Communication Strategies for Providing Palliative Care via Telemedicine

  • Brook Calton MD, MHS

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Background:  The practice of medicine using technology to deliver care at a distance is called telemedicine (1).  Its usage and popularity are increasing (1). While a variety of telemedicine platforms are available for seriously ill patients who are homebound, functionally limited, or geographically distant (e.g. telephone calls, emails), a real-time videoconferencing platform (a.k.a. “video visit”) offers unique interactive benefits and/or may even be required for specific regulatory reasons. In this Fast Fact, telemedicine will refer to real-time videoconferencing between patients and clinicians (2).  See Fast Facts #76 and 77 for more information on specific types of telephone encounters. Since there is limited evidence to guide telemedicine practices, this Fast Fact primarily assimilates expert opinion.

Telemedicine Visit Set-Up:  

  • Work with your institution to identify a HIPAA-compliant and reliable telemedicine platform.  The user-friendliness of your platform alongside you and your patient’s environments can impact the quality of communication by telemedicine. Use a high-quality webcam and microphone on a laptop, desktop computer, or tablet (avoid smartphones) and ensure a stable internet connection (2).
  • Consider patient characteristics (e.g. technological savviness, preferred language, hearing issues, cognitive impairment) and the tasks you hope to accomplish to determine if a telemedicine visit is appropriate before scheduling a telemedicine encounter.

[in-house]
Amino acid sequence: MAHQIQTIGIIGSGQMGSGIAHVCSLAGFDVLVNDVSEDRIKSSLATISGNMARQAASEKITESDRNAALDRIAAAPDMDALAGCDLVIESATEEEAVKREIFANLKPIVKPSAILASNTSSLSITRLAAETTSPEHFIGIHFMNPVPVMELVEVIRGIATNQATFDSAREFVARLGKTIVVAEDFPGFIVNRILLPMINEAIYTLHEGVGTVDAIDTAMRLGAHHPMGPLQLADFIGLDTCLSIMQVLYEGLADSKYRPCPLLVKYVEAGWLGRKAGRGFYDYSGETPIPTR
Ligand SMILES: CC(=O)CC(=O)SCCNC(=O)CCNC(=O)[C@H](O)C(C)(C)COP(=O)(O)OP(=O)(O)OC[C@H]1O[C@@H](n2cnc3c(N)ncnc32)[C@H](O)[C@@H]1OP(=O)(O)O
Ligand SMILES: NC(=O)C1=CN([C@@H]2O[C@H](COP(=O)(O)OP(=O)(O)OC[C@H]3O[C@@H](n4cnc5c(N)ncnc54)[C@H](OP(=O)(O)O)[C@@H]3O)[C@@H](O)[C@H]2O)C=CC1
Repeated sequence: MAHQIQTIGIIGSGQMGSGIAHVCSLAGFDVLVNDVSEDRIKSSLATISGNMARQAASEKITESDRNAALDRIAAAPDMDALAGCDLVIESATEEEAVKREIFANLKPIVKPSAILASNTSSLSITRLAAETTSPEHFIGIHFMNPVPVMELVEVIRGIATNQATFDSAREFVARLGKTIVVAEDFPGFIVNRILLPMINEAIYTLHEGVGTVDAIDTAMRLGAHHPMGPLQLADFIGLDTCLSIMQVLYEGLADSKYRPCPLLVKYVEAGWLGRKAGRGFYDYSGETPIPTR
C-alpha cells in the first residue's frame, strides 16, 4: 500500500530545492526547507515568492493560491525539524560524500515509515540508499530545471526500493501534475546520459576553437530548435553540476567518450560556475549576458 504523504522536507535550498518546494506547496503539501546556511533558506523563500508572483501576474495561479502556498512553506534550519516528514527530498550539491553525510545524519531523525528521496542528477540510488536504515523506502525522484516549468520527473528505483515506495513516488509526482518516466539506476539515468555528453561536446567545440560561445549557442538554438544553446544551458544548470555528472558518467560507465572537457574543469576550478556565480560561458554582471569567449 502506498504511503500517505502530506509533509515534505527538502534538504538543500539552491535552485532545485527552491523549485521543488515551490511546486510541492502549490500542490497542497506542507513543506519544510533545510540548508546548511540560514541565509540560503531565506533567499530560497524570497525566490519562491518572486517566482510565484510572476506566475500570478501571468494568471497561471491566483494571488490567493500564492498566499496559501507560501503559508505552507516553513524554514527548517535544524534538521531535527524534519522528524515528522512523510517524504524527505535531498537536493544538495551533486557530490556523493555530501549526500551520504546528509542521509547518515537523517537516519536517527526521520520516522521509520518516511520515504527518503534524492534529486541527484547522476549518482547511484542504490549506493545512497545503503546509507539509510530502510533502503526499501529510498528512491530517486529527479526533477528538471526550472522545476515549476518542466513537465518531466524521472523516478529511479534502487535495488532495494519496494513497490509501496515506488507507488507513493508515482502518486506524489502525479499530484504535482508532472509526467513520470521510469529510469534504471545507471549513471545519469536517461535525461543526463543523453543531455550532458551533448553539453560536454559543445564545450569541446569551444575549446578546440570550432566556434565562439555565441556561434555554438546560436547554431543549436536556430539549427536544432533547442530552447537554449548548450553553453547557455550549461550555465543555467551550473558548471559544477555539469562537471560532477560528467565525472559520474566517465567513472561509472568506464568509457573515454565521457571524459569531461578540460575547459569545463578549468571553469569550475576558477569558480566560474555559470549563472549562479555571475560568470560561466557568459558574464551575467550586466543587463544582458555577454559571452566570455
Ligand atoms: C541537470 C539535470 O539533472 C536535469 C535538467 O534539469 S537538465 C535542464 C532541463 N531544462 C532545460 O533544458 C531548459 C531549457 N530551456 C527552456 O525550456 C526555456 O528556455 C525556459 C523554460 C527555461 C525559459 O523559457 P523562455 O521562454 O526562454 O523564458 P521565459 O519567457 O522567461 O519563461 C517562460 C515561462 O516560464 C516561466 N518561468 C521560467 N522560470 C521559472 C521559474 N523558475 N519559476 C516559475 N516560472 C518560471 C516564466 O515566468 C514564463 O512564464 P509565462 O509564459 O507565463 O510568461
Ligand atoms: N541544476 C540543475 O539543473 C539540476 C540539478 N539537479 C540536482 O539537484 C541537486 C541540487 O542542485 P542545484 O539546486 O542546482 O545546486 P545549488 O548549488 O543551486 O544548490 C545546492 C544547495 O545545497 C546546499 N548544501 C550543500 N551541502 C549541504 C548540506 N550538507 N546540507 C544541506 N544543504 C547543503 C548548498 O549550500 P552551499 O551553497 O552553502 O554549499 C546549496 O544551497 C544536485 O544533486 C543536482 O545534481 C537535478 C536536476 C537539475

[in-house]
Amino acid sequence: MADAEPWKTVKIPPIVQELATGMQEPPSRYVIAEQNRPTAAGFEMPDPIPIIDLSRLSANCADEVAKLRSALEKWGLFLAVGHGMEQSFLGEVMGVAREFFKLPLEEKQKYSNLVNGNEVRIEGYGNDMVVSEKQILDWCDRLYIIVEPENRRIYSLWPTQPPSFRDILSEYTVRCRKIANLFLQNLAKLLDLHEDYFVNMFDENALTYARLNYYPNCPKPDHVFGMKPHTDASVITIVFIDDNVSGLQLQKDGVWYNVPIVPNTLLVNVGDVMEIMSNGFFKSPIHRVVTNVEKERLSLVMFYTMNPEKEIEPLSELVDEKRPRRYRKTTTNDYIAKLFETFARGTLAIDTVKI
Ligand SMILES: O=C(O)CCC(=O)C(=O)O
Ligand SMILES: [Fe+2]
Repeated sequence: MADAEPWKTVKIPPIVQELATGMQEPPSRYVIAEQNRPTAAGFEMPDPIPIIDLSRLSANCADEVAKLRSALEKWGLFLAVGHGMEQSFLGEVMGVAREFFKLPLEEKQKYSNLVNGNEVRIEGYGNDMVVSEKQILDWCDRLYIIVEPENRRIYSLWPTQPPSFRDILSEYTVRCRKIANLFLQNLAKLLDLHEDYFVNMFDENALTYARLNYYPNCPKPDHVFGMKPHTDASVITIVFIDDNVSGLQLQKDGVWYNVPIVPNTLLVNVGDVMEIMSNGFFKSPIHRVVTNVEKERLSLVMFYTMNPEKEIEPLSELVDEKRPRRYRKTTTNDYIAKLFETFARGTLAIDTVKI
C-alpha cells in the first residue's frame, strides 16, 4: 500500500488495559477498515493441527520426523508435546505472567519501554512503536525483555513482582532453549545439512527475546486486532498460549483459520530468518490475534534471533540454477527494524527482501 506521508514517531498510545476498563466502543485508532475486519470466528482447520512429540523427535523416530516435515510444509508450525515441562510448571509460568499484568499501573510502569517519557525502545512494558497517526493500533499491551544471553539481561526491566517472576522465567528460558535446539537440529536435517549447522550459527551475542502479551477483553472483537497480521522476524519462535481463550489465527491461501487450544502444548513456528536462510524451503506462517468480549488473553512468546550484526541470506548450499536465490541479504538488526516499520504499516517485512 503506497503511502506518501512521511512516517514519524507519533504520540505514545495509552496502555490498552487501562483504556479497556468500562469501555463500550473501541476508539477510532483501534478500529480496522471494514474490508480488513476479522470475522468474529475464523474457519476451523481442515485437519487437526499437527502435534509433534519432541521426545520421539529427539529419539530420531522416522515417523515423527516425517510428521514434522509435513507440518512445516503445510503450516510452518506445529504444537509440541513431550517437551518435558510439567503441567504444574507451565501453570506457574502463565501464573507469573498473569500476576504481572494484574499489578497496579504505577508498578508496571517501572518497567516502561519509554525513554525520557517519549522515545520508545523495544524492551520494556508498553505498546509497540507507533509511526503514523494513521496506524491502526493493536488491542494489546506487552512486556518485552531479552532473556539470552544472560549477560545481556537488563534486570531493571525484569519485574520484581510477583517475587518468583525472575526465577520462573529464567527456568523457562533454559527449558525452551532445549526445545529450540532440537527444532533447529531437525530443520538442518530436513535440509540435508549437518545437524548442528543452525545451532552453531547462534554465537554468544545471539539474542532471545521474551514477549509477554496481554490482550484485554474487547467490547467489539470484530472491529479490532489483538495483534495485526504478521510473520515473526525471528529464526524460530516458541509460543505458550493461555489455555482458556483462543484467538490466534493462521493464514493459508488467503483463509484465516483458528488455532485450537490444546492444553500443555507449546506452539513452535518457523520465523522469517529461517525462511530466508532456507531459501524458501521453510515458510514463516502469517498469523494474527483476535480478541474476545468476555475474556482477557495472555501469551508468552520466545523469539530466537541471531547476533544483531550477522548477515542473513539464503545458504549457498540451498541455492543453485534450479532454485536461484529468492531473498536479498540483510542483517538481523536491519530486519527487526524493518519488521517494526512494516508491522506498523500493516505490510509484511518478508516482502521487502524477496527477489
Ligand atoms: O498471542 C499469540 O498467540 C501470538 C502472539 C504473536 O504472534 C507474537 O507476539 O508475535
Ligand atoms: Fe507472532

• Identify a designated person (e.g. nursing or medical assistant) to do preparation and teaching about the technology prior to make the clinical appointment more efficient. This should include information about the length and purpose of the visit, the technology being utilized, verification of the patient’s internet capacity, and a back-up plan (e.g. telephone call) if things fail.
  • For visits with multiple team members, decide if you should sit side-by-side on one screen (sharing one camera) or on separate screens from different computers or locations.  Although it may require greater technical sophistication, utilizing separate screens allows each clinician to position his or herself in front of a camera. This can make it easier for the patient, family, and IDT members to appreciate all participants’ non-verbal cues.  
  • Use a technology-checklist to confirm your equipment is working properly and to minimize technological complications before your visit begins (2).  
  • Confirm all participants are well-lit, visible on the screen, and can hear each other well (3).  When needed, the clinician should assume the role of the clinic visit “film director”.  For example, if a caregiver is not viewable on the screen, ask for camera adjustments so everyone is in view.
  • Orient your patient to where you and any collaborating clinicians are sitting.  Assure the patient you are in a private, confidential space and inquire if they are in a physical location where they feel comfortable sharing medical information with you.
  • Ask the patient to introduce who is in the room with them.

Verbal communication during the visit: While most recommended serious illness communication practices apply to telemedicine visits, the following bullet points offer unique telemedicine considerations:

  • Talk slower than in-person by embracing pauses in conversation; this can prevent participants from talking over each other (4).
  • Explicitly request the patient’s permission before discussing a sensitive or difficult topic. Observe verbal and non-verbal responses to gauge whether it is safe to proceed with the conversation (5).
  • If you are having difficulty hearing or understanding your patient, ask directly for clarification: “What you’re saying is really important to me. Can you repeat what you said?”